African journalists urged to decolonise climate change reporting

By Ndi Eugene Ndi in Machakos, Kenya.

As Africa grapples with the challenges of decarbonisation, experts say the media has a key role to play in elevating the continent’s voices at the international level in the transition from fossil fuels to clean energy.

Mohamed Adow, Director of Power Shift Africa (PSA), says African journalists need to drive conversations and increase media salience of climate issues on public and political agenda and advance public understanding of the issue.

Addressing some over 40 journalists from different media houses across the continent at the second edition of the Africa Journalists Climate Training in Machakos, Kenya, on Monday August 28, 2023, Adow said to resolve Africa’s high hydrocarbon dependence, journalists must report climate stories from an Africa perspective using Africa voices – what he describes as decolonisation of climate stories.

Mohammed Adow speaking at Africa Journalists Climate Training in Machakos Kenya | Photo by Power Shift Africa

“We have to decolonise stories in order to decarbonise [Africa],” Adow said.The two-day training was jointly organised by PSA – a climate and energy think tank providing policy analysis, advocacy and communications from an African perspective, the Media for Environment, Science, Health and Agriculture (MESHA) and partners.

“When it comes to climate change, Africa is the most affected. Sadly, the continent is also the least engaged and informed about its seriousness despite significant first-hand experiences of its devastating impacts,” Adow regretted.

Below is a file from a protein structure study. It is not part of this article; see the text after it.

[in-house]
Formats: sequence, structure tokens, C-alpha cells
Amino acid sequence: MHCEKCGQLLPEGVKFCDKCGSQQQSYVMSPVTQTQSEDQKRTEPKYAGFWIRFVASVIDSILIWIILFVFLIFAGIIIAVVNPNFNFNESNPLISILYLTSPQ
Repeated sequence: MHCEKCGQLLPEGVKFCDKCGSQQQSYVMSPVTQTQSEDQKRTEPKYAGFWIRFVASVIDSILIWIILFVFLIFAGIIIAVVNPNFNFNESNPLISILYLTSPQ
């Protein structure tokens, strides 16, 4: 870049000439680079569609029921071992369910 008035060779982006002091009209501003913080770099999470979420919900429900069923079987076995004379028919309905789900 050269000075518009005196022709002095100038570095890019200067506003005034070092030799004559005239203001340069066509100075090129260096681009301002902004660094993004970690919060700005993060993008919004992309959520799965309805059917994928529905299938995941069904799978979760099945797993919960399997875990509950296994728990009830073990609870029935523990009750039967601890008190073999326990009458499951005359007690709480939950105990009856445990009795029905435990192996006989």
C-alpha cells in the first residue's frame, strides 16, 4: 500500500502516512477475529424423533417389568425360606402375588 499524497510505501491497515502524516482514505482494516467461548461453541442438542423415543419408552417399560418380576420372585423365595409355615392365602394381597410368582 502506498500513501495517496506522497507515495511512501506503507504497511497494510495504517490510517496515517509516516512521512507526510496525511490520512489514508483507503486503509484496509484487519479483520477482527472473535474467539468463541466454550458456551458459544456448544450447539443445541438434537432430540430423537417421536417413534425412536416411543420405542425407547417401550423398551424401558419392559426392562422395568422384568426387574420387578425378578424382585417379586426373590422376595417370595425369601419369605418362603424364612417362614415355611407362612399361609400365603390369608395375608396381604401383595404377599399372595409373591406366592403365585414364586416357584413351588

Climate issues, Adow said, are yet to be on the top of the agenda in African newsrooms as they continue to be relegated to the back pages of publications while “other stories take prominence” on the front pages like politics and economy, whereas policy makers and communities have to be aware of the data and projections.

“We must do better and the time is now,” Adow told journalists in his opening remarks of the two-day training.

Contrary to views that climate change stories are not very sexy to newsrooms, Aghan Daniel, Chief Executive Officer of MESHA, said such stories can be sexier than politics and others if reporters moved from just reporting the doom and gloom aspects of climate change – the catastrophes.

“Climate change is very sexy if we can put human faces on them,” he said, noting that a vulnerable person affected will feel part of the story if his or her voice is included, just like those who are doing things to mitigate climate change.

Group photo of participants at the Africa Journalists Climate Training | Photo by Power Shift Africa

The training, the second after the inaugural last year in Kigali, Rwanda, comes ahead of the first-ever Africa Climate Summit to be held in Nairobi beginning Friday.

According to the United Nations, over 75 percent of the 2.6 billion people globally who do not still have access to safe, clean fuels and technologies for cooking or heating their homes are in sub-Saharan Africa. 

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